Making Transparent Changes to Workplace Perks
Joplin’s PILR TECH has abundant amenities, but after Andrew Jordan became president, he worked with employees to rethink the group’s priorities.
By Mike Cullinan | Photo by Brad Zweerink
Office workers everywhere fight the urge to check Facebook or watch a video during the day, especially when the boss could walk by at any minute. But if your boss is Andrew Jordan, president of PILR TECH, you won’t get reprimanded. He couldn’t care less.
“I never worry about that—not a minute, not a day,” says Jordan, who took over in January as president of the Joplin-based software development business. The company uses metrics to judge employees’ value beyond the hours they sit at their desks. “I don’t have any worries about any of that stuff,” he says. “And part of it is because of the culture we foster.”
That culture has changed since Jordan started his current role and goes beyond the abundant amenities at PILR, which is owned by Innovative Objects*. However, those cool benefits—including a pingpong table, video game consoles and an employee movie theater—don’t necessarily equate to the right culture in the workplace, Jordan says. He collaborated with management and employees on improvements for the company handbook. Around 50 rules and policies were changed, cutting the book in half. The company also created a suggestion box, and each suggestion gets a response.
Prior leadership provided perks such as a giant chess set, but employees would rather have tools instead of toys. Jordan notes that you don’t want to skimp on the tools people use in an effort to save money. “I’m at my computer eight or nine hours a day,” he says. “I’d rather that be snappy and fast and really responsive than a toy you use 15 minutes a day.” So the company upgraded RAM based on employee suggestions.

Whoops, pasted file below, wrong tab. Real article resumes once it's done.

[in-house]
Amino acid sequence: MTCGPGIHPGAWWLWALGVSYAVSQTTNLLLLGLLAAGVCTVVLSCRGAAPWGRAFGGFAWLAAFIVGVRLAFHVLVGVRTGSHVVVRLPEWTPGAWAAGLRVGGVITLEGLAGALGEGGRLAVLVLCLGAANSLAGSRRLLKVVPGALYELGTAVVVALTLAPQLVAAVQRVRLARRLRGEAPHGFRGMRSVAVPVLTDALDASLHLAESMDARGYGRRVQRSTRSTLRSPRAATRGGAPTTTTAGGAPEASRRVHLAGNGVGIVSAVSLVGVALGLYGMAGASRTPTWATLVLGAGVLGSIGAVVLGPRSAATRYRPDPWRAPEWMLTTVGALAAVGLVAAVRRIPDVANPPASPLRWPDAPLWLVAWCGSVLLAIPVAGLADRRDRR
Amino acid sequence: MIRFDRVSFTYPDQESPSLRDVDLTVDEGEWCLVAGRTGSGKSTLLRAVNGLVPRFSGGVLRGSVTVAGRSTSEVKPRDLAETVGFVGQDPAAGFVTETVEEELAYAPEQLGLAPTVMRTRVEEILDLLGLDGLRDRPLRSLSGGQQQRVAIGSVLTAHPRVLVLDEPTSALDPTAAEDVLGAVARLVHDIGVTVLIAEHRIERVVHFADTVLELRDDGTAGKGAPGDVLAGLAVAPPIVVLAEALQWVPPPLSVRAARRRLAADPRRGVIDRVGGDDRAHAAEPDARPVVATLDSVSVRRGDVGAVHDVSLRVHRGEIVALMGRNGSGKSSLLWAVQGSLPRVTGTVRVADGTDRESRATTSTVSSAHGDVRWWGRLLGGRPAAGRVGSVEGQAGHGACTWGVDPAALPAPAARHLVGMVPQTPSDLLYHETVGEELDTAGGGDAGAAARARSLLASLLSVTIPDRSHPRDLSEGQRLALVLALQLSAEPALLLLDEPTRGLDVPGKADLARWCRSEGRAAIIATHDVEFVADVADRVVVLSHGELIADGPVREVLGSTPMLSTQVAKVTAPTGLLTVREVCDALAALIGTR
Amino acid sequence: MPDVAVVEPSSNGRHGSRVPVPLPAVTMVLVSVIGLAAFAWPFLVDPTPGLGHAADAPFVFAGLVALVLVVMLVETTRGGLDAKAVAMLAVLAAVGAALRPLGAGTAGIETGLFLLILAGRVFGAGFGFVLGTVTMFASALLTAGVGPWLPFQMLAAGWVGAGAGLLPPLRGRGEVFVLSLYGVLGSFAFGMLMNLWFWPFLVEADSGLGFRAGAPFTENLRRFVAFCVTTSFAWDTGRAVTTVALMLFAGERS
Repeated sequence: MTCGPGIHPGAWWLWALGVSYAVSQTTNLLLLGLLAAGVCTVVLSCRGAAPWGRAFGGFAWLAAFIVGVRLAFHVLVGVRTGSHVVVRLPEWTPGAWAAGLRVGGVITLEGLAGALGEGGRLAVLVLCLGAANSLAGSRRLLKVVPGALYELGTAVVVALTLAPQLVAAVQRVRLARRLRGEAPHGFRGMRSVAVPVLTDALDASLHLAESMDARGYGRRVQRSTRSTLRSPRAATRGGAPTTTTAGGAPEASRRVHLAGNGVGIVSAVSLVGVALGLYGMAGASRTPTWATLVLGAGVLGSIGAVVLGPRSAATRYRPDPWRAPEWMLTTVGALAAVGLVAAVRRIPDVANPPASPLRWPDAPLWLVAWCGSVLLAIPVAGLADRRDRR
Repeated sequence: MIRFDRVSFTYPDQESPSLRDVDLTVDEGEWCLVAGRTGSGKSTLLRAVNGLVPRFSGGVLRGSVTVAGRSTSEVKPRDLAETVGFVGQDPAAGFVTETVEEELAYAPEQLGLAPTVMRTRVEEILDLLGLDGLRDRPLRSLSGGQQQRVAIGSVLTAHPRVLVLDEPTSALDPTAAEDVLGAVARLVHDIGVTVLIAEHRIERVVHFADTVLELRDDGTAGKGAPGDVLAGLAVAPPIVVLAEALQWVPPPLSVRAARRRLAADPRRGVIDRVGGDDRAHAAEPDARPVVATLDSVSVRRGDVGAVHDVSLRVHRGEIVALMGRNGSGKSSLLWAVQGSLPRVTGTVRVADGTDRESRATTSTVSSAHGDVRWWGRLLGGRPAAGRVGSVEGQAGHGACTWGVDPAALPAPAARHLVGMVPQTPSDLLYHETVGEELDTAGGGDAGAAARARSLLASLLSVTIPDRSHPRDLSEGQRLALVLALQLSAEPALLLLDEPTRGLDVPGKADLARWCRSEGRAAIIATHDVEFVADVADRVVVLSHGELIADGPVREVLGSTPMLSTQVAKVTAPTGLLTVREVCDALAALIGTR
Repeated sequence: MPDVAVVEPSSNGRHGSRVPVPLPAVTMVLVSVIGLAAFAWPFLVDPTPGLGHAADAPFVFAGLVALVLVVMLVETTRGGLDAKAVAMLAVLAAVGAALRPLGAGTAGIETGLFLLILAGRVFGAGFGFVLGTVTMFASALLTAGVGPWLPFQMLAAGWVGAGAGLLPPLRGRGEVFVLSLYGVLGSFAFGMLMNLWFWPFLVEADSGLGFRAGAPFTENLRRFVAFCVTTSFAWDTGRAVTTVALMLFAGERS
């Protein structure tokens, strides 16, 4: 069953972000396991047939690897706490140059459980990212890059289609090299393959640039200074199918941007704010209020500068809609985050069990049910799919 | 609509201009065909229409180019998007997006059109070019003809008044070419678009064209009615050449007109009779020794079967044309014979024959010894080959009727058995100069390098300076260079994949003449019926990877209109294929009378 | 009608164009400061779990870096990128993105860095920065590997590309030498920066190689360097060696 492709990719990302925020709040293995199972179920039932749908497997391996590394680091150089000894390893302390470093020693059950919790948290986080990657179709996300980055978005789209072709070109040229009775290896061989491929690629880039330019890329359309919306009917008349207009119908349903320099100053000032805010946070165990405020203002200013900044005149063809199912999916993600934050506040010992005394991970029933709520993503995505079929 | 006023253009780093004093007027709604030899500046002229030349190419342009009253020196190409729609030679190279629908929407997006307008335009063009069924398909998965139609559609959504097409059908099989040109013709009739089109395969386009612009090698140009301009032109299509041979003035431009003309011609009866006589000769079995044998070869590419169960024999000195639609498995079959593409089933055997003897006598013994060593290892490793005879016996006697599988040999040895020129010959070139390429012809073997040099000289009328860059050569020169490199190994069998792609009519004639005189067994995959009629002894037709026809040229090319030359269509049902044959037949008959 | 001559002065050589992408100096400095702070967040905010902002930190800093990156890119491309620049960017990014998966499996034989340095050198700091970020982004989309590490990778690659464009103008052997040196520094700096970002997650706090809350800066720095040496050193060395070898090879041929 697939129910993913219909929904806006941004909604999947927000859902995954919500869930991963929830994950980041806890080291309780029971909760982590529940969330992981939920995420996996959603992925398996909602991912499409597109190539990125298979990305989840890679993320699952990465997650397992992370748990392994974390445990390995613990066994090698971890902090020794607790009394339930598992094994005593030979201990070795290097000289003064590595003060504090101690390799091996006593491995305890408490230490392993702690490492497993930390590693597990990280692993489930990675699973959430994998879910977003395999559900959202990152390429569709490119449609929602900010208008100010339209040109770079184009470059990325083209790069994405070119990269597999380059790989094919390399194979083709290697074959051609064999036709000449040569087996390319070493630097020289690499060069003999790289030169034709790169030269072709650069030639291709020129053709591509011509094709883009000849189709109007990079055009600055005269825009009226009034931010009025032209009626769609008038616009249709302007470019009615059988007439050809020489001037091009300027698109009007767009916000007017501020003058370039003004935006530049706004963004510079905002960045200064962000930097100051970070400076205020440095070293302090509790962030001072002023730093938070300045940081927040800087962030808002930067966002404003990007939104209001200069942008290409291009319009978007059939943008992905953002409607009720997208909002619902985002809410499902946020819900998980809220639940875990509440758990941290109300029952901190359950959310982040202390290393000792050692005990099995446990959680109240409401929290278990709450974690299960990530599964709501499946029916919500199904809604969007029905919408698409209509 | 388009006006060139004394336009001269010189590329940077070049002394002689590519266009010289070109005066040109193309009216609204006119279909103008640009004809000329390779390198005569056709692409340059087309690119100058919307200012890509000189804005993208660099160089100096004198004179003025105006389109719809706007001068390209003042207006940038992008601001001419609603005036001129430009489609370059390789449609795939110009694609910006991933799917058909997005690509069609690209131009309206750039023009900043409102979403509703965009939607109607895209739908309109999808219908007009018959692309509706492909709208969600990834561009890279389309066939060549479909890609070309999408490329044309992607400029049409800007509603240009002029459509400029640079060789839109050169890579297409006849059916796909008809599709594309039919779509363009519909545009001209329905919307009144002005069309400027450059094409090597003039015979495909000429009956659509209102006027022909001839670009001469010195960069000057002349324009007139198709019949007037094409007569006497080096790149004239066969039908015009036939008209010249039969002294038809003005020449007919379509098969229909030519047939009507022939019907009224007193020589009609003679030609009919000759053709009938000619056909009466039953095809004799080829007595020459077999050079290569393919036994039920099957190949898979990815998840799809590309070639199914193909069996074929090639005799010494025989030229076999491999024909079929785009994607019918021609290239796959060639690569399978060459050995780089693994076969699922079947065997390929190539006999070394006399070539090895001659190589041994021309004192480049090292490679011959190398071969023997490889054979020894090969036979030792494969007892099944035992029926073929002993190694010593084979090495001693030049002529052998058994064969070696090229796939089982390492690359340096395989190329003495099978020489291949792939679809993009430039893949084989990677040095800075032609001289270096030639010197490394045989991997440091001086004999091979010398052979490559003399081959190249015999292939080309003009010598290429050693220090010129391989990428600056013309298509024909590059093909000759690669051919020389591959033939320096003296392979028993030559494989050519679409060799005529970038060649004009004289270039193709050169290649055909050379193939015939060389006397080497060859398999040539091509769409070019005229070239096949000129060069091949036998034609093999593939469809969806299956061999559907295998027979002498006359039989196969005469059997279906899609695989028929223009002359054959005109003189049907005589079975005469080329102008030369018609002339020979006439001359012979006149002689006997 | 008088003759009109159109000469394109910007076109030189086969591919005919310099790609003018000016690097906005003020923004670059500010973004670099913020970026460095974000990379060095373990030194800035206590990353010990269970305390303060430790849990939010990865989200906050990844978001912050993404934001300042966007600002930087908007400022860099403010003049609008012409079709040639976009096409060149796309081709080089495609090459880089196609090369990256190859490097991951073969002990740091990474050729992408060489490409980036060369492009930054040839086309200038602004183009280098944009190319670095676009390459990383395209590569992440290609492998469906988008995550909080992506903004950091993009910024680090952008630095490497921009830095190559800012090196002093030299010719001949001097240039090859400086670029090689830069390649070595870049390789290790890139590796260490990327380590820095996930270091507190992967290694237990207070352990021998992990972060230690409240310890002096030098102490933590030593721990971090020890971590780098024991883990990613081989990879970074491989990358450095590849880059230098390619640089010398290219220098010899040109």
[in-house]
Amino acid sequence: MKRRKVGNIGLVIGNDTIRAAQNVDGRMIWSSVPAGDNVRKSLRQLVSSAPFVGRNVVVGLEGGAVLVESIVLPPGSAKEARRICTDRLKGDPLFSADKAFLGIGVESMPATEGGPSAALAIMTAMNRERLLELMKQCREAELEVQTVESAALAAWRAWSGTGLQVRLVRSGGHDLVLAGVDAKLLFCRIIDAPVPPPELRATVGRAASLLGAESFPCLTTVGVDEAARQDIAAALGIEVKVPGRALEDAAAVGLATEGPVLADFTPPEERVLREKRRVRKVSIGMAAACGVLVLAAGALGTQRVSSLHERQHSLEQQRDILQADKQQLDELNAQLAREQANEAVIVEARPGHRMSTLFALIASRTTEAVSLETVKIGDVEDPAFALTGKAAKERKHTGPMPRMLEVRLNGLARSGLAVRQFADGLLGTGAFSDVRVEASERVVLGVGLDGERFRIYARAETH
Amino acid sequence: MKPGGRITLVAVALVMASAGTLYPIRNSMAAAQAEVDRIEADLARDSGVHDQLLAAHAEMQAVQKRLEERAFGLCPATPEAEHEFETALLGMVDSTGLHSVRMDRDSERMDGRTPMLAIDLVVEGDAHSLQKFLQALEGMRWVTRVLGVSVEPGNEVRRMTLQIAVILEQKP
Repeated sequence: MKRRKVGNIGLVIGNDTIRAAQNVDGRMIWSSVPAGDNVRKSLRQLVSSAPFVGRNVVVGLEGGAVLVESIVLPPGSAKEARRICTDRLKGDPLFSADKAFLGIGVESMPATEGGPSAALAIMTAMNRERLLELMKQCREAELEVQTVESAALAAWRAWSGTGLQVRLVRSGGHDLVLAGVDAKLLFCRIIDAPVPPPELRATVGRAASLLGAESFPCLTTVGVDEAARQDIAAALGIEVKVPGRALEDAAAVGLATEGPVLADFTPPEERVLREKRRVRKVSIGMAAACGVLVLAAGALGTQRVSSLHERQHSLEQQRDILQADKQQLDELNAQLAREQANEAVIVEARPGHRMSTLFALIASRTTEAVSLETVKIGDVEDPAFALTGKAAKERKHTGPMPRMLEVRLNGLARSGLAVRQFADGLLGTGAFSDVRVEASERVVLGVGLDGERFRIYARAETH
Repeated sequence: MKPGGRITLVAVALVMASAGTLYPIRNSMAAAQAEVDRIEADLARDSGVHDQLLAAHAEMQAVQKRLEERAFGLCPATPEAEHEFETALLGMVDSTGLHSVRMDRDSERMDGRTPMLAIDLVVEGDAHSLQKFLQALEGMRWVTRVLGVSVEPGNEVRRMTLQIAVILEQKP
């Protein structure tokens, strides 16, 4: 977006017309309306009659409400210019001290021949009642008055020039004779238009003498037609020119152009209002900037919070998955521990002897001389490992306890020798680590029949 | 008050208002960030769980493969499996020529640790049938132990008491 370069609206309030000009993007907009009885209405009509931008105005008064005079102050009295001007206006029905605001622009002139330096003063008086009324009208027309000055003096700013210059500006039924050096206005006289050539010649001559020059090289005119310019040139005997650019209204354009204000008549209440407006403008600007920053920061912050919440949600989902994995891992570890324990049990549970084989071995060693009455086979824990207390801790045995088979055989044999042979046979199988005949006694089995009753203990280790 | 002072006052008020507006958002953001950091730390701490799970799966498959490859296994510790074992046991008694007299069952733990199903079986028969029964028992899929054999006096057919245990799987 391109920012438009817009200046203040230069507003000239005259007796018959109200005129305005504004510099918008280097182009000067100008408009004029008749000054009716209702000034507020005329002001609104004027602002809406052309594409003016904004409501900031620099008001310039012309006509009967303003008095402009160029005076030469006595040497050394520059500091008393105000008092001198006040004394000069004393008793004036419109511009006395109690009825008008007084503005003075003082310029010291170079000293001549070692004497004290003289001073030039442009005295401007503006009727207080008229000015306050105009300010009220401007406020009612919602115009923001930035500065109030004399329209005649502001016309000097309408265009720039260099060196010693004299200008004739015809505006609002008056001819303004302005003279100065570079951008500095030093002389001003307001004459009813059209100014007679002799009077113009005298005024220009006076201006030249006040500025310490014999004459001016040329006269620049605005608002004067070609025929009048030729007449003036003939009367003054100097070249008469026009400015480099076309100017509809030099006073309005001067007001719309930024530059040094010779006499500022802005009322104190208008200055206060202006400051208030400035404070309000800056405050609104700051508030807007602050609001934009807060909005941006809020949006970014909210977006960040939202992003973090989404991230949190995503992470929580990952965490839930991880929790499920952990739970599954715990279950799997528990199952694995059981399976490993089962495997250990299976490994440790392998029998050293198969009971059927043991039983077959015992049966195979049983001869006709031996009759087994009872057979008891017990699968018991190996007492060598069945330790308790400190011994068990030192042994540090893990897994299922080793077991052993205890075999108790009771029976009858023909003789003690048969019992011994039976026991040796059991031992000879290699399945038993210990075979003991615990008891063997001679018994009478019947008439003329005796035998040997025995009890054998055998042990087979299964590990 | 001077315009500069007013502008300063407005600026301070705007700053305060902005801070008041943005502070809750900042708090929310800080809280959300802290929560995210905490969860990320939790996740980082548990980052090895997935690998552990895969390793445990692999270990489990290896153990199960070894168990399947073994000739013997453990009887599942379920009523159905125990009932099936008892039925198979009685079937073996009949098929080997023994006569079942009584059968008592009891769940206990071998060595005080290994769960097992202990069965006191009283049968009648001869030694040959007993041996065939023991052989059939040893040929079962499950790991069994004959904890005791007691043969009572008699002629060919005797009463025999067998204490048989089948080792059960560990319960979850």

Transparency is one of PILR’s core values and has been part of the recent changes with clear discussions of what was being done and why.
Jordan says the culture at some businesses makes people focus on how much they can play instead of work, but at PILR he wants the focus on how the team can make work as enjoyable as possible. Whether it’s incorporating a gold star program, which is a tongue-in-cheek nod to the elementary school system, or adding benefits like paid maternity, paternity, foster and adoption leave, Jordan says keeping employees happy, engaged and motivated is essential. Self-motivated employees who like what they do don’t need to be monitored or externally motivated, he says.
Companies that have perks need to be careful how they treat them, Jordan says. If employees worry they’re being monitored every time they use the perk that’s much worse than not having perks at all. “If you have to have a lot of rules around it, it won’t work,” he says. “If it’s something you feel like you’re going to have to monitor and worry about and stress over, it’s going to do more harm than it’s going to do good.”
PILR’s strategy of retaining top talent employees and the culture they’ve cultivated doesn’t work for everyone, Jordan admits. It comes down to balancing work and play in a way that best suits your culture.
*Note: Innovative Objects is no longer in business
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